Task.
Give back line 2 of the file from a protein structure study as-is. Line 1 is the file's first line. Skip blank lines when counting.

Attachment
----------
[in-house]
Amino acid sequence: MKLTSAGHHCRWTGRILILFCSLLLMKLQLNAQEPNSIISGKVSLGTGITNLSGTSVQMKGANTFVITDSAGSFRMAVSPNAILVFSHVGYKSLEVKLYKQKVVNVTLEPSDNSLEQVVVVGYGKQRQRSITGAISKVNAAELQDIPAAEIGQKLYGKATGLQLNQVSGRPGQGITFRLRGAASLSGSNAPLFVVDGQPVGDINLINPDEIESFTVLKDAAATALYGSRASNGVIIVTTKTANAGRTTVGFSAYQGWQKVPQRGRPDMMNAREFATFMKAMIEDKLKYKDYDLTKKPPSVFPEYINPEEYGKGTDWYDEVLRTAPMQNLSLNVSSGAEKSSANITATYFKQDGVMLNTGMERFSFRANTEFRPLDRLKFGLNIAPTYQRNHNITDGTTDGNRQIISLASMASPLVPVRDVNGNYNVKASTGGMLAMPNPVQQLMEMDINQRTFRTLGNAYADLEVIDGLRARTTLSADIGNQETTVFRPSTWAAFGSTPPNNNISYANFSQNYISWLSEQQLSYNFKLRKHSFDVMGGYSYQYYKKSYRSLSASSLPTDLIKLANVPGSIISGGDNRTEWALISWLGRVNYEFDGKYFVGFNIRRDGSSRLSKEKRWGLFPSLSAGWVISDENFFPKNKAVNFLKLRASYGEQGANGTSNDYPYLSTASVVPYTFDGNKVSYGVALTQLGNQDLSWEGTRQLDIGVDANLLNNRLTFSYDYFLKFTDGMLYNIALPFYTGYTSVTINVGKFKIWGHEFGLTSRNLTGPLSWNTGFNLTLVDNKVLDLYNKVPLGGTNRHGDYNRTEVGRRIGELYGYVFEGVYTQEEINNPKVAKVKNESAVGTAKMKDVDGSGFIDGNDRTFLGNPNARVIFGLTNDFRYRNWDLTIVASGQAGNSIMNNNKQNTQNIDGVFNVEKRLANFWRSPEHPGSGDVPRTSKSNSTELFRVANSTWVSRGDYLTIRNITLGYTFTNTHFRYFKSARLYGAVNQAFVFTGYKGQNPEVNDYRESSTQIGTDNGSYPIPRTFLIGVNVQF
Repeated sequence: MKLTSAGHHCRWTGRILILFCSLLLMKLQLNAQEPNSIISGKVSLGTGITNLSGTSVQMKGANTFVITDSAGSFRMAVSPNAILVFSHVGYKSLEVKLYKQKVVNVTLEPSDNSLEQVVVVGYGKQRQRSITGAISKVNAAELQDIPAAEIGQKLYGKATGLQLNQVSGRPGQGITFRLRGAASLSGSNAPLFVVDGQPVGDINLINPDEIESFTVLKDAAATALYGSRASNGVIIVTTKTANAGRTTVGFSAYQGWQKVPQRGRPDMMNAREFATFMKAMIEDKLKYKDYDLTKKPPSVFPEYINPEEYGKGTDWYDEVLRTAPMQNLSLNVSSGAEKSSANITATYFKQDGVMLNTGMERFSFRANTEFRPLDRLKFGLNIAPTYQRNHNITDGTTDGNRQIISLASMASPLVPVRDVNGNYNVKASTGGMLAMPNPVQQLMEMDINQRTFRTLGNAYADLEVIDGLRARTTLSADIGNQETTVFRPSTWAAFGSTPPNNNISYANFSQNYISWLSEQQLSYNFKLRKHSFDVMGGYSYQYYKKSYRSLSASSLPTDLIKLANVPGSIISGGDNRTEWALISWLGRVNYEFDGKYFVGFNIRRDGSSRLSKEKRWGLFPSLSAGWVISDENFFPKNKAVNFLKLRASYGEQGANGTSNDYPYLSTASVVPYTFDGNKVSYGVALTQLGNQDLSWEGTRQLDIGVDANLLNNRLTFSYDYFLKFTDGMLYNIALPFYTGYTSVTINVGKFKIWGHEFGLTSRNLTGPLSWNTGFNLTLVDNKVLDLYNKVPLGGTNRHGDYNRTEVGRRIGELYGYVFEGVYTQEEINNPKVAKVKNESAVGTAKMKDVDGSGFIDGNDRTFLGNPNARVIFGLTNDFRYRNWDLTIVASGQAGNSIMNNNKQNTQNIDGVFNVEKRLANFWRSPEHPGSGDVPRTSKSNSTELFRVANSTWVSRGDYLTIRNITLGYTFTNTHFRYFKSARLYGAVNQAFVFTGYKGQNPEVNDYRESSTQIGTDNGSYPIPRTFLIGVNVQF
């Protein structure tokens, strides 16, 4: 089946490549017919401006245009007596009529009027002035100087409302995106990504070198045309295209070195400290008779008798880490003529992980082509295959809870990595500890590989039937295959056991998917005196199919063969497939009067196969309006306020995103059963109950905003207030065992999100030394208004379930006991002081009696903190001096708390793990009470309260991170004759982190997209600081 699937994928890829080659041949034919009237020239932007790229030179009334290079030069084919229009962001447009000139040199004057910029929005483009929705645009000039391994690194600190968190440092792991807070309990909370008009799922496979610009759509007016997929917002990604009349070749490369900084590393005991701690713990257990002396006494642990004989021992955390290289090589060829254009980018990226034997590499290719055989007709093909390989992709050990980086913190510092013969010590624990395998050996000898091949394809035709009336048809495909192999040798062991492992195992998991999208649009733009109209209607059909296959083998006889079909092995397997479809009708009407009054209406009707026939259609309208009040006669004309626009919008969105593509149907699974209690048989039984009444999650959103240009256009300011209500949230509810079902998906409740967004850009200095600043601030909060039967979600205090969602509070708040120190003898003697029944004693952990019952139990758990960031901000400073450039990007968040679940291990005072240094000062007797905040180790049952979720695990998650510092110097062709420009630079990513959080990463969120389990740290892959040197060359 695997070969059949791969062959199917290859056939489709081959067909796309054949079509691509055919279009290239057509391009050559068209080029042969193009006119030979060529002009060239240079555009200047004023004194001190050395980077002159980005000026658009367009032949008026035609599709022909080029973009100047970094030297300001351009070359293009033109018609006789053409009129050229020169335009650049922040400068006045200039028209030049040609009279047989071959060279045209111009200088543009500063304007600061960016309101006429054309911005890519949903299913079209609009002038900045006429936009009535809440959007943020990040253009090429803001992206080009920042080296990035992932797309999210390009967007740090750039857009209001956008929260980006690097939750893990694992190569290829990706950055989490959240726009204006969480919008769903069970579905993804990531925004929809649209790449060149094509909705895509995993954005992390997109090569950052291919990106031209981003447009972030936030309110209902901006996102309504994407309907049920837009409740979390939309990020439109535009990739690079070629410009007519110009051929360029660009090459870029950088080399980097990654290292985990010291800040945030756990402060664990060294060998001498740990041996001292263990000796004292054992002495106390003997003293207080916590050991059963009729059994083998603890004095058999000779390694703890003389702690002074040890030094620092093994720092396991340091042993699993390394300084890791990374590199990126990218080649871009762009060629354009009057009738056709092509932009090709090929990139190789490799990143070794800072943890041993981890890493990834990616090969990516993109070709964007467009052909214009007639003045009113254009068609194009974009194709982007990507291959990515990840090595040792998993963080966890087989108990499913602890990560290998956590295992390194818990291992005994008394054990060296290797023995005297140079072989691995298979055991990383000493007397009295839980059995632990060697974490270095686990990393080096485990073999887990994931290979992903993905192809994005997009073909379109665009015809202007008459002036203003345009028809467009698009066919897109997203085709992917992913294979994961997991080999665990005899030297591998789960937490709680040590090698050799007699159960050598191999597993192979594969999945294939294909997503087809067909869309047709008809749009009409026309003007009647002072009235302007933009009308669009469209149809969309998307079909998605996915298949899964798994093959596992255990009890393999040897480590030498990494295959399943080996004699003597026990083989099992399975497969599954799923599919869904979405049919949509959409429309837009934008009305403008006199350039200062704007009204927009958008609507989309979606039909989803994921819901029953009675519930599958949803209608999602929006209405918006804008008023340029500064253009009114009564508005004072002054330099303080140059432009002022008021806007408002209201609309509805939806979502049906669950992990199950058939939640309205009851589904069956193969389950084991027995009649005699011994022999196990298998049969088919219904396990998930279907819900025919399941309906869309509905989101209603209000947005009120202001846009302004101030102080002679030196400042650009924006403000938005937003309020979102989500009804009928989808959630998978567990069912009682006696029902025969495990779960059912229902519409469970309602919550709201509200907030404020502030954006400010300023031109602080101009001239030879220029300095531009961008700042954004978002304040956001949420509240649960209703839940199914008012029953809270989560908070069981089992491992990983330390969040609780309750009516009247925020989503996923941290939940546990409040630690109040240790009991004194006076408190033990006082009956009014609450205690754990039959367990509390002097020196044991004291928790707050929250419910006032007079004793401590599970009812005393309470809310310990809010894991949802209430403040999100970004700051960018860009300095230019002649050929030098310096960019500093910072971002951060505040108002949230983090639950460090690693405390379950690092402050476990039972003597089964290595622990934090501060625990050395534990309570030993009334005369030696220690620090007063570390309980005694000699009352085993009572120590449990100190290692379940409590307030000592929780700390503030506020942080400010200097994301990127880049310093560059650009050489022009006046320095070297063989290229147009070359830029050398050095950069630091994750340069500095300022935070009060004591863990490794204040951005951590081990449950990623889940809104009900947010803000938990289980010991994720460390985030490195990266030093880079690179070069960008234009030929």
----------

Amino acid sequence: MKLTSAGHHCRWTGRILILFCSLLLMKLQLNAQEPNSIISGKVSLGTGITNLSGTSVQMKGANTFVITDSAGSFRMAVSPNAILVFSHVGYKSLEVKLYKQKVVNVTLEPSDNSLEQVVVVGYGKQRQRSITGAISKVNAAELQDIPAAEIGQKLYGKATGLQLNQVSGRPGQGITFRLRGAASLSGSNAPLFVVDGQPVGDINLINPDEIESFTVLKDAAATALYGSRASNGVIIVTTKTANAGRTTVGFSAYQGWQKVPQRGRPDMMNAREFATFMKAMIEDKLKYKDYDLTKKPPSVFPEYINPEEYGKGTDWYDEVLRTAPMQNLSLNVSSGAEKSSANITATYFKQDGVMLNTGMERFSFRANTEFRPLDRLKFGLNIAPTYQRNHNITDGTTDGNRQIISLASMASPLVPVRDVNGNYNVKASTGGMLAMPNPVQQLMEMDINQRTFRTLGNAYADLEVIDGLRARTTLSADIGNQETTVFRPSTWAAFGSTPPNNNISYANFSQNYISWLSEQQLSYNFKLRKHSFDVMGGYSYQYYKKSYRSLSASSLPTDLIKLANVPGSIISGGDNRTEWALISWLGRVNYEFDGKYFVGFNIRRDGSSRLSKEKRWGLFPSLSAGWVISDENFFPKNKAVNFLKLRASYGEQGANGTSNDYPYLSTASVVPYTFDGNKVSYGVALTQLGNQDLSWEGTRQLDIGVDANLLNNRLTFSYDYFLKFTDGMLYNIALPFYTGYTSVTINVGKFKIWGHEFGLTSRNLTGPLSWNTGFNLTLVDNKVLDLYNKVPLGGTNRHGDYNRTEVGRRIGELYGYVFEGVYTQEEINNPKVAKVKNESAVGTAKMKDVDGSGFIDGNDRTFLGNPNARVIFGLTNDFRYRNWDLTIVASGQAGNSIMNNNKQNTQNIDGVFNVEKRLANFWRSPEHPGSGDVPRTSKSNSTELFRVANSTWVSRGDYLTIRNITLGYTFTNTHFRYFKSARLYGAVNQAFVFTGYKGQNPEVNDYRESSTQIGTDNGSYPIPRTFLIGVNVQF